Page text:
Brunhilda's story proves her right. Originally from Diber, in northeastern Albania, after studying geography in Tirana she found herself faced with the choice of whether to return to her region of origin or stay in the capital. “During my studies I had no doubts, I wanted to stay in Tirana. Then I saw my graduate friends who couldn't find other jobs than shop assistants. It wasn't what I wanted. I returned, for a municipal job and a path to become local guides together with other young people". And it is precisely these young people – focused on promoting tourism in their territories – who have become real community animators and are now involved in the RuralAlbania project. They will be the contact link between trade organisations and individual farmers on a daily basis. "My dream in 5 years?", says Brunilda. "To be a game changer, to contribute to radically changing things".
Ambitious enthusiasm in a reality that remains difficult. Many young people from northern Albania are still forced to emigrate, and the phenomenon has even worsened in recent years. "After all", explains Evelina Azizaj of the ANRD network, "some rural contexts, especially in the mountains, completely lack even basic services". She says she recently met some families who were forced to send their children to boarding school at the age of 6 so that they could attend elementary school. “They told me that education is essential. I too have two small children, but why should a crucial right, such as that of education, imply such a dramatic separation? It's so painful...".
Davide Zambelli, owner of a beekeeping company in the Reggio area, also has two children. For some years he combined the beekeeping activity with an employee job. “I wanted to make sure it produced enough income to support the family. Then, when I realised that it could be done, I switched 100% to bees".
Davide's is one of the CIA associated companies chosen for the visits. “Their experiences can be significant for this group,” explains Francesco Gradari. It is no coincidence that many are in the Apennines, although Davide awaits us a few kilometres from Reggio. “Here the materials are stored and the entire manufacturing process takes place. The hives, more than 300, are then brought, depending on the period and the blooms, from the plain up to the Apennines". There are many questions, from pesticide treatments against varroa to the manufacturing process, the prices of organic honey, and sale methods. It is no coincidence, many in the rural areas of Albania have at least one hive and production is also expanding commercially. "The production of honey is traditional in the north of the country", explains Alberto Sartori, "particularly in recent years they have supported groups of beekeepers in the Puke area and beekeeping is becoming a fundamental element in supporting their income". While the frames of the hives pass from hand to hand, there is also talk of paths for organic certification and European aid. Davide Zambelli's company has in fact obtained European funding for the purchase of a lot of equipment. “An important aid”, he explains, “that allowed me to structure my business”.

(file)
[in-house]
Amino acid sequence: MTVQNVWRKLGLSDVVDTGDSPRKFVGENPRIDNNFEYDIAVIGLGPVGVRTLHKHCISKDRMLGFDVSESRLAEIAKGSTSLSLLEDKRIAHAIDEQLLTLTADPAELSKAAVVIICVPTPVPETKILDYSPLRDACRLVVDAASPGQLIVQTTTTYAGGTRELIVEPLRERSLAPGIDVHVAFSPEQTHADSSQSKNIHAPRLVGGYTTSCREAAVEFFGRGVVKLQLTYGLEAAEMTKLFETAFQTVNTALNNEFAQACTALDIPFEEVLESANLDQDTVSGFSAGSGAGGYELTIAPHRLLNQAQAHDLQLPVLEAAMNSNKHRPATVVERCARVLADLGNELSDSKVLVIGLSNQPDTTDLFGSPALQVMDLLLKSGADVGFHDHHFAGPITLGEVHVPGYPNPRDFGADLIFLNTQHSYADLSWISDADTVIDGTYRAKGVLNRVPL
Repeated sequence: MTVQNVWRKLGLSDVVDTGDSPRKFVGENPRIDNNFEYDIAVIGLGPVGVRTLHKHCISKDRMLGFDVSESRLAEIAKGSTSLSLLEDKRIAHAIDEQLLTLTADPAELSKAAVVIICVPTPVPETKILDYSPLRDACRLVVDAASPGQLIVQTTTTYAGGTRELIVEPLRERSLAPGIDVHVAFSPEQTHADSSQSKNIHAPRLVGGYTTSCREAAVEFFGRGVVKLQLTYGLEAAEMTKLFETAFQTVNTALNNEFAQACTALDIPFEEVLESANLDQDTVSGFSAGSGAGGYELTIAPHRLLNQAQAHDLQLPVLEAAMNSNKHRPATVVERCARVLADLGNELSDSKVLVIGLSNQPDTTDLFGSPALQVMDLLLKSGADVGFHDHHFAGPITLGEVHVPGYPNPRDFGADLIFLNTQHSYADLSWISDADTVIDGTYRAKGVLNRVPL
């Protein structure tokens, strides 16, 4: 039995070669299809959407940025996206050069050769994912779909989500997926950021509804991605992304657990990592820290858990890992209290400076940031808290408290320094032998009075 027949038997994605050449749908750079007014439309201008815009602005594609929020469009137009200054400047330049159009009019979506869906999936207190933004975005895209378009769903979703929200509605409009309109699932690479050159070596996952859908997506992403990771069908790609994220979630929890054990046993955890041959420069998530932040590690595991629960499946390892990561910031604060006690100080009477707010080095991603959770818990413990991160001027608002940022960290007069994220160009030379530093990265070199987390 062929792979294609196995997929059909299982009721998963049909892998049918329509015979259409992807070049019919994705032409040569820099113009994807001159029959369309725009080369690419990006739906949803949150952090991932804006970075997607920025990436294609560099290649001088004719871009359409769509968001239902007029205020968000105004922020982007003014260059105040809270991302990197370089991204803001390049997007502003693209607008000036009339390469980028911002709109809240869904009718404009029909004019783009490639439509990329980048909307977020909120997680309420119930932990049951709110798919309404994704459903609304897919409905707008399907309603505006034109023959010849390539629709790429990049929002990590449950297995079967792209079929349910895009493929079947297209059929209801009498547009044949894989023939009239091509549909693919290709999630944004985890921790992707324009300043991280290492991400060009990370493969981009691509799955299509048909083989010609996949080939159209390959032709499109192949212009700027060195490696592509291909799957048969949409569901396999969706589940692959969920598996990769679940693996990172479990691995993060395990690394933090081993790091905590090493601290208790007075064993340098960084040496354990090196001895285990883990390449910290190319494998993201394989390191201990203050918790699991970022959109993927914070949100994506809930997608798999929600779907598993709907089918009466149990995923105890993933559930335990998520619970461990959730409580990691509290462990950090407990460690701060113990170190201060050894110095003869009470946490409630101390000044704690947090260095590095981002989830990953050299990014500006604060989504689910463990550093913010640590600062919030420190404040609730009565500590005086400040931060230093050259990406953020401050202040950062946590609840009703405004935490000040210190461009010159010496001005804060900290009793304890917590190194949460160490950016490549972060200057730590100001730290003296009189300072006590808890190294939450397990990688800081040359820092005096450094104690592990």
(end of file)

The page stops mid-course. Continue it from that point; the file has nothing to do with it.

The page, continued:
Europe often comes up during these visiting days, after all agriculture is a sector heavily regulated at the Community level. In the Albanian group there is full awareness that the development of agriculture goes hand in hand with the process of approaching the EU. "The Italian experience with respect to the Common Agricultural Policy is relevant and RuralAlbania is important for setting up a number of services for the benefit of Albanian farmers", explains Cristina Chirico, head of the CIA Internationalisation Office, who in recent days, together with Francesco and Alberto, joined the group in the study visit. "There are numerous funds available", adds Evelina Azizaj, "and there will be more and more in the future, in particular through the IPA instrument. We need to be able to make the most of them". The network she leads, for example, has been directly involved in recent years in the implementation of the Rural-You project. Financed with European funds, it is aimed at improving the participation of young people in the social, economic, and political life of rural communities in north-eastern Albania, especially in the remote areas of the regions of Shkoder, Kukes, and Diber. It is also thanks to this project that Brunhilda has committed herself to her local area.